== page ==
On January 30th and 31st of 2021, people joined us from all over for 24 hours of poetry. If you missed out, the whole event is now available for viewing on our site.
Featuring film and video works by Wura-Natasha Ogunji, Nishat Hossain, S. Buse Yildirim, Ayla Dmyterko, Lindsey Arturo, Rachel Elizabeth Lane, and Capucine Lageat & Antoine Perroteau
Fri. Mar. 5 | 7 pm CST | $Give What You Can
The films will be accessible through aCinema’s website (acinema.space), and will be available throughout the month of March.
A conversation and Q & A with aCinema co-curators, Janelle VanderKelen and Takahiro Suzuki, will take place via Zoom on Fri., Mar. 5 at 7 pm CST.
For an immersive experience between film and Q & A, it’s best to start watching no later than 5:30 pm CST on Fri., Mar. 5.
ABOUT THE ARTISTS:
Lindsey Arturo is an internet-based filmmaker who spent the summer of 2020 staring at waterfalls in order to avoid computer screens.
Wura-Natasha Ogunji is a visual artist and performer. Her works include drawings hand-stitched into tracing paper, videos, and public performances. Her work is deeply inspired by the daily interactions and frequencies that occur in the city of Lagos, Nigeria, from the epic to the intimate. Recent exhibitions include City Prince/sses at Palais de Tokyo; A Slice through the World: Contemporary Artists’ Drawings at Modern Art Oxford; and Every Mask I Ever Loved at ifa-Galerie, Berlin. She was an Artist-Curator for the 33rd São Paulo Bienal where her large-scale performance Days of Being Free premiered. She has also exhibited at: the inaugural Lagos Biennial; Kochi-Muziris Biennale; 1:54, London & New York; Seattle Art Museum; Brooklyn Art Museum; and Louisiana Museum of Modern Art, Denmark. Ogunji is a recipient of the prestigious Guggenheim Foundation Fellowship and has received grants from The Pollock-Krasner Foundation; The Dallas Museum of Art; and the Idea Fund. She currently resides in Lagos where she is founder/curator of the experimental art space The Treehouse.
Capucine Lageat and Antoine Perroteau obtained their masters degree collectively at the School of Fine Arts in Nantes in the Experiences and Practices of Art Extended to Cinema departement in 2018. They compose links between still images and moving images through films and photographs. Their practice focuses on the memory of places; they thus question the perception of space, with regard to its design, proposing a critical approach to social space and suggesting its possibility of popular appropriation. Their experiments lead them to creating topographical documentations, recomposing images by multiple points of view, updating archives by superimposition. In particular, they have documented deindustrialized territories in England, Wallonia, and the Parisian suburbs, questioning the invisibilization of fragmented social classes, and during a stay in Beijing they illustrated the reality of architectures that are both neglected and coveted. Their research is leading them to the construction of polyptych images, trying to build a new vision of space through multiple images.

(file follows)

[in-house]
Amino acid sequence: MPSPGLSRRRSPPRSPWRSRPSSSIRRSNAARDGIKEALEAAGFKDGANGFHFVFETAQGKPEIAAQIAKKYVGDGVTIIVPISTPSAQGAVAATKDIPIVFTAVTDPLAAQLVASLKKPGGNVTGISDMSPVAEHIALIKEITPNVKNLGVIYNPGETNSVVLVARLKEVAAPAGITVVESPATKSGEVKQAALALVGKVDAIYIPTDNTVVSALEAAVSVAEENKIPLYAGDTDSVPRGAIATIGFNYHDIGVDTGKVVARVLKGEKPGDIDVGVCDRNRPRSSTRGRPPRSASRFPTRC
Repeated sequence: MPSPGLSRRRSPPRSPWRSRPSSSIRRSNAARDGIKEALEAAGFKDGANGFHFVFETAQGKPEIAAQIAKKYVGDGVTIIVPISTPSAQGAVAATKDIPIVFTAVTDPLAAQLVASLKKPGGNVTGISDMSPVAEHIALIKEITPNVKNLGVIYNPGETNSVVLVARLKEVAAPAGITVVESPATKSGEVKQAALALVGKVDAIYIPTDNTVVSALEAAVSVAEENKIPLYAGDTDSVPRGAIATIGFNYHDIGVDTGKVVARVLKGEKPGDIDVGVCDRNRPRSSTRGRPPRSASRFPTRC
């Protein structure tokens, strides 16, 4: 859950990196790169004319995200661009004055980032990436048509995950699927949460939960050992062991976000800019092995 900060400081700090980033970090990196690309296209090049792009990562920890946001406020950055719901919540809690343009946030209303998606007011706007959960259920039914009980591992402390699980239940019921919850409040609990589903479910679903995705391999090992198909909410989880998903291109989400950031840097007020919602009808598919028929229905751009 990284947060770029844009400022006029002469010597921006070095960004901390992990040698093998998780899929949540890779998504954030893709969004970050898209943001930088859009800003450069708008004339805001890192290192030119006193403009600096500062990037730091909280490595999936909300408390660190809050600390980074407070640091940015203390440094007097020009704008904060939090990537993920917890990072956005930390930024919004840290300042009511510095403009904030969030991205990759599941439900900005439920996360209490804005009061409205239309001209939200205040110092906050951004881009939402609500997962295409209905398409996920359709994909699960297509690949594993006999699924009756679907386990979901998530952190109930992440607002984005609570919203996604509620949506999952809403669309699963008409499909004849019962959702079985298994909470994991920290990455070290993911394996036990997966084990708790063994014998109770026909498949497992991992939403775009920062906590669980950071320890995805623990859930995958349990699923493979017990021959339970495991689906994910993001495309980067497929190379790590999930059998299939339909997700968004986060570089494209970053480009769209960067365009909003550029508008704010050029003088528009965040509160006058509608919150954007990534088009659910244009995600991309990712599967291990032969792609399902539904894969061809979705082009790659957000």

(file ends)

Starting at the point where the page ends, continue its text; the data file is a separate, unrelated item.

Nishat Hossain is an internationally recognized artist who has presented her work at numerous venues including the Museum of Modern Art NY, Anthology Film Archives, San Francisco Cinematheque, Institute of Contemporary Art Philadelphia, and Bryn Mawr College.
S. Buse Yildirim is a curator and filmmaker based in Istanbul. She is currently in charge of artistic & cultural management of Kundura Stage and Cinema in Beykoz Kundura, and has also initiated there the oral history and visual archive project Kundura Hafiza, which is turning into an upcoming documentation/memory centre right now. Yildirim creates her own audio-visual projects and helps other artists produce works under Lita, a house of production that she founded. After recently completing an MA degree in Visual and Media Anthropology at Freie Universität in Berlin, she is shaping her art practice using ethnographic methods, while carrying on curating and managing at Beykoz Kundura.
Rachel Elizabeth Lane is an artist based in Charlottesville, Virginia. Her background in studio art, film production, and teaching has provided her opportunities to connect and grow with others through creative communication. She earned her BA in studio art from the University of Virginia, where she concentrated her art practice in cinematography and new media. She received her MFA in film, video, animation and new genres from the University of Wisconsin-Milwaukee, where she had the opportunity to teach film production courses after graduating. Lane is passionate about creating content that she hopes will inspire positive growth and individual empowerment. Her most recent creative pursuits navigate play structures as springboards to re-contextualize narratives and exercise creative expression.
Ayla Dmyterko is a Ukrainian-Canadian artist based in Glasgow, Scotland. Her research-led practice encompasses moving image, dance, textiles, painting, sculpture and text. Her work was recently featured in KAJET Journal (Romania), MAP Magazine, CCA (UK) and at Projet Pangée (Montréal, Canada). Working across multiple media, Dmyterko reactivates and re-embodies cultural memory in response to contemporary ecological concerns surrounding colonialism, patriarchy, and capitalism—interweaving lived experiences, the impacts of imperial dominance, ancestral histories and mythologies to embrace what is fragmented, connective, multiple, porous, and in flux.